Likud joining International Democratic Union

Less known than the Socialist International, which has included Labor and Meretz for many years, the IDU is an alliance of 71 Center-Right parties and moderate right-wing parties from 63 countries.

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January 16, 2018 16:04
1 minute read.
Likud ballots

Likud ballots. (photo credit: REUTERS)

The Likud will take a big step toward building its international relations next month when it joins the International Democrat Union, The Jerusalem Post was told exclusively on Tuesday.

Less known than the Socialist International, which has included Labor and Meretz for many years, the IDU is an alliance of 71 center-right parties and moderate right-wing parties from 63 countries. The organization is headed by former New Zealand president John Key and headquartered in Oslo, Norway.

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The IDU includes the American Republican Party, British Conservative Party of Prime Minister Theresa May, German Christian Democrats of Chancellor Angela Merkel, Australian Liberal Party of Prime Minister Malcolm Turnbull, and Canadian Conservative Party of former prime minister Stephen Harper. There are also parties from Lebanon and Morocco.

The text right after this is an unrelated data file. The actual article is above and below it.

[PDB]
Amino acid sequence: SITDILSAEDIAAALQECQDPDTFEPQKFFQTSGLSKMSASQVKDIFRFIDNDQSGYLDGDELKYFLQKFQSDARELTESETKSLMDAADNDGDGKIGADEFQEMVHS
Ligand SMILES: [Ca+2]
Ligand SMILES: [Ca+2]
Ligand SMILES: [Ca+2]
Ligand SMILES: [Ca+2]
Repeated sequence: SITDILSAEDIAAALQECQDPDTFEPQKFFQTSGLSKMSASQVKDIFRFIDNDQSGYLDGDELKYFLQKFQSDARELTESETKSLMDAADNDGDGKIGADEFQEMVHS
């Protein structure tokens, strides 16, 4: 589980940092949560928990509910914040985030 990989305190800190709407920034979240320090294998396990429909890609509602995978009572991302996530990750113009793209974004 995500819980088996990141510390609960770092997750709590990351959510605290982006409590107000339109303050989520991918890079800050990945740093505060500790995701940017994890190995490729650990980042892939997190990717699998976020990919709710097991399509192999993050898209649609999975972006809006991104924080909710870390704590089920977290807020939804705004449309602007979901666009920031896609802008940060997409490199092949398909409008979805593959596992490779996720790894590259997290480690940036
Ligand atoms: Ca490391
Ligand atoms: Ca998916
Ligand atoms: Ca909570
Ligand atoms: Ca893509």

“The Likud joining the IDU is a source of pride for us,” said the party’s deputy director-general for public and foreign relations, Eli Hazan. “The IDU is our natural home, because it allows us to continue the work of Prime Minister Benjamin Netanyahu of putting Israel on the map internationally and to be part of an umbrella organization that advances the ideology of free markets.”

Under Hazan’s guidance, over the past two years the Likud has also joined the Conservatives International and the Alliance of Conservatives and Reformists in Europe as a regional partner. He negotiated the Likud’s entrance to the IDU for a year and a half.

The process of joining the IDU is set to be finalized February 19, when Hazan and Likud director- general Tzuri Sisso attend the IDU conference in Salamanca, Spain. There will then be a visit to Israel of representatives of IDU countries from around the world, in which they will see the country and learn more about the Likud.

Hazan regularly hosts such visits of parliament members from foreign counties and represents the Likud abroad. For instance, last weekend, he spoke at a conference in the Czech Republic hosted by the opposition ODS party.



Harper, who may come to Israel as part of the IDU delegation, was instrumental in helping the Likud gain membership. The Germans, British and Australians were also helpful, Hazan said.

“Being a part of the IDU will help the Likud defend Israel to the world,” Hazan said.


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